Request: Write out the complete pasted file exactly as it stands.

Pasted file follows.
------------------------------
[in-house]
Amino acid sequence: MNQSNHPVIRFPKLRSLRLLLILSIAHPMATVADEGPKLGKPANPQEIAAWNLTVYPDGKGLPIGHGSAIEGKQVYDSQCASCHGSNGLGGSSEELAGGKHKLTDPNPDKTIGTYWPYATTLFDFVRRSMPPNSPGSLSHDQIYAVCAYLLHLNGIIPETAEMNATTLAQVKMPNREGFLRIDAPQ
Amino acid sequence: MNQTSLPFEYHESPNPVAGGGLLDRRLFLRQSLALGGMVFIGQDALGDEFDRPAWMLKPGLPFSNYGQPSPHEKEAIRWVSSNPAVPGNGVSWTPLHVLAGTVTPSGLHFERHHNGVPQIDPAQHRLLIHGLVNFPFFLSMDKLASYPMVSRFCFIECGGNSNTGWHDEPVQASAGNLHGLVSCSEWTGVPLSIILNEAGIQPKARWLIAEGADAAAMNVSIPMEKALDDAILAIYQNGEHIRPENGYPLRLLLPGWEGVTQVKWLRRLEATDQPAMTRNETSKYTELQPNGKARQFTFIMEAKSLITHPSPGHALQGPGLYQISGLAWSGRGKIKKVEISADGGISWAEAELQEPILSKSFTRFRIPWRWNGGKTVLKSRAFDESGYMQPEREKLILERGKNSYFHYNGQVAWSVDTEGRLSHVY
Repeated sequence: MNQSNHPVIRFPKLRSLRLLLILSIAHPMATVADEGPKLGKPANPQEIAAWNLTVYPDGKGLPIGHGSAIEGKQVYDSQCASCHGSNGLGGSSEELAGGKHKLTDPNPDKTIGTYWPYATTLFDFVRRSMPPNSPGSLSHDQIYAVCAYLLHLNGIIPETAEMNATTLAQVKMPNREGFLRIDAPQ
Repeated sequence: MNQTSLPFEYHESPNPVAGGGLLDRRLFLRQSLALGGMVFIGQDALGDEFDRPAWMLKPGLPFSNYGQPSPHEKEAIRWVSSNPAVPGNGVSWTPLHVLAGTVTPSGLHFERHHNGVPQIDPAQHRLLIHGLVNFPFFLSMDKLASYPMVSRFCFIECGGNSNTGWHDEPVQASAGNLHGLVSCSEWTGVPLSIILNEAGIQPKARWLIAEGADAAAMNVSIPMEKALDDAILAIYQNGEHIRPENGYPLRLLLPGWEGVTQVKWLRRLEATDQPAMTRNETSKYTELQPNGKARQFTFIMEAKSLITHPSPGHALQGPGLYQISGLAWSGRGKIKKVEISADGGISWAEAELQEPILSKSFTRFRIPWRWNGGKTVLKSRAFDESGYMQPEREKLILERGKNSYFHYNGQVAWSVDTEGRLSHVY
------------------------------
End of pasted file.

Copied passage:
[in-house]
Amino acid sequence: MNQSNHPVIRFPKLRSLRLLLILSIAHPMATVADEGPKLGKPANPQEIAAWNLTVYPDGKGLPIGHGSAIEGKQVYDSQCASCHGSNGLGGSSEELAGGKHKLTDPNPDKTIGTYWPYATTLFDFVRRSMPPNSPGSLSHDQIYAVCAYLLHLNGIIPETAEMNATTLAQVKMPNREGFLRIDAPQ
Amino acid sequence: MNQTSLPFEYHESPNPVAGGGLLDRRLFLRQSLALGGMVFIGQDALGDEFDRPAWMLKPGLPFSNYGQPSPHEKEAIRWVSSNPAVPGNGVSWTPLHVLAGTVTPSGLHFERHHNGVPQIDPAQHRLLIHGLVNFPFFLSMDKLASYPMVSRFCFIECGGNSNTGWHDEPVQASAGNLHGLVSCSEWTGVPLSIILNEAGIQPKARWLIAEGADAAAMNVSIPMEKALDDAILAIYQNGEHIRPENGYPLRLLLPGWEGVTQVKWLRRLEATDQPAMTRNETSKYTELQPNGKARQFTFIMEAKSLITHPSPGHALQGPGLYQISGLAWSGRGKIKKVEISADGGISWAEAELQEPILSKSFTRFRIPWRWNGGKTVLKSRAFDESGYMQPEREKLILERGKNSYFHYNGQVAWSVDTEGRLSHVY
Repeated sequence: MNQSNHPVIRFPKLRSLRLLLILSIAHPMATVADEGPKLGKPANPQEIAAWNLTVYPDGKGLPIGHGSAIEGKQVYDSQCASCHGSNGLGGSSEELAGGKHKLTDPNPDKTIGTYWPYATTLFDFVRRSMPPNSPGSLSHDQIYAVCAYLLHLNGIIPETAEMNATTLAQVKMPNREGFLRIDAPQ
Repeated sequence: MNQTSLPFEYHESPNPVAGGGLLDRRLFLRQSLALGGMVFIGQDALGDEFDRPAWMLKPGLPFSNYGQPSPHEKEAIRWVSSNPAVPGNGVSWTPLHVLAGTVTPSGLHFERHHNGVPQIDPAQHRLLIHGLVNFPFFLSMDKLASYPMVSRFCFIECGGNSNTGWHDEPVQASAGNLHGLVSCSEWTGVPLSIILNEAGIQPKARWLIAEGADAAAMNVSIPMEKALDDAILAIYQNGEHIRPENGYPLRLLLPGWEGVTQVKWLRRLEATDQPAMTRNETSKYTELQPNGKARQFTFIMEAKSLITHPSPGHALQGPGLYQISGLAWSGRGKIKKVEISADGGISWAEAELQEPILSKSFTRFRIPWRWNGGKTVLKSRAFDESGYMQPEREKLILERGKNSYFHYNGQVAWSVDTEGRLSHVY